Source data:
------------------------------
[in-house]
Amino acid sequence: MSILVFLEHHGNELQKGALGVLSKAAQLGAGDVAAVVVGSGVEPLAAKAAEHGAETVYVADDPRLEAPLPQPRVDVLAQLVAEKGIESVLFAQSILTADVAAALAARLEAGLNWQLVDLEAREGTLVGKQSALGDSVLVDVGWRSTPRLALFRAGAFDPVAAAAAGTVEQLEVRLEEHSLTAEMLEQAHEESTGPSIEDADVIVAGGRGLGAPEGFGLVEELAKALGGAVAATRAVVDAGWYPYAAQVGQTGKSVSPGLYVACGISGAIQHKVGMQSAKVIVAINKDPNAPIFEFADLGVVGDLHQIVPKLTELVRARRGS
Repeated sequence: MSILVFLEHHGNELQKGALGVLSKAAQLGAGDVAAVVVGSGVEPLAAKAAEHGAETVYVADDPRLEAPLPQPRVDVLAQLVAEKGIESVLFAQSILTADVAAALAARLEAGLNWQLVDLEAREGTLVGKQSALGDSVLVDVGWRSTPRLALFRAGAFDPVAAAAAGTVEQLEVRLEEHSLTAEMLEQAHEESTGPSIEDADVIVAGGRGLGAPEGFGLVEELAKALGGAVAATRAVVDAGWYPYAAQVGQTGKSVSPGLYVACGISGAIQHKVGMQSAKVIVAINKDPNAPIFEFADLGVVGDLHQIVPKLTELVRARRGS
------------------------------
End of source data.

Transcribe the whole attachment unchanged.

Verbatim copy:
[in-house]
Amino acid sequence: MSILVFLEHHGNELQKGALGVLSKAAQLGAGDVAAVVVGSGVEPLAAKAAEHGAETVYVADDPRLEAPLPQPRVDVLAQLVAEKGIESVLFAQSILTADVAAALAARLEAGLNWQLVDLEAREGTLVGKQSALGDSVLVDVGWRSTPRLALFRAGAFDPVAAAAAGTVEQLEVRLEEHSLTAEMLEQAHEESTGPSIEDADVIVAGGRGLGAPEGFGLVEELAKALGGAVAATRAVVDAGWYPYAAQVGQTGKSVSPGLYVACGISGAIQHKVGMQSAKVIVAINKDPNAPIFEFADLGVVGDLHQIVPKLTELVRARRGS
Repeated sequence: MSILVFLEHHGNELQKGALGVLSKAAQLGAGDVAAVVVGSGVEPLAAKAAEHGAETVYVADDPRLEAPLPQPRVDVLAQLVAEKGIESVLFAQSILTADVAAALAARLEAGLNWQLVDLEAREGTLVGKQSALGDSVLVDVGWRSTPRLALFRAGAFDPVAAAAAGTVEQLEVRLEEHSLTAEMLEQAHEESTGPSIEDADVIVAGGRGLGAPEGFGLVEELAKALGGAVAATRAVVDAGWYPYAAQVGQTGKSVSPGLYVACGISGAIQHKVGMQSAKVIVAINKDPNAPIFEFADLGVVGDLHQIVPKLTELVRARRGS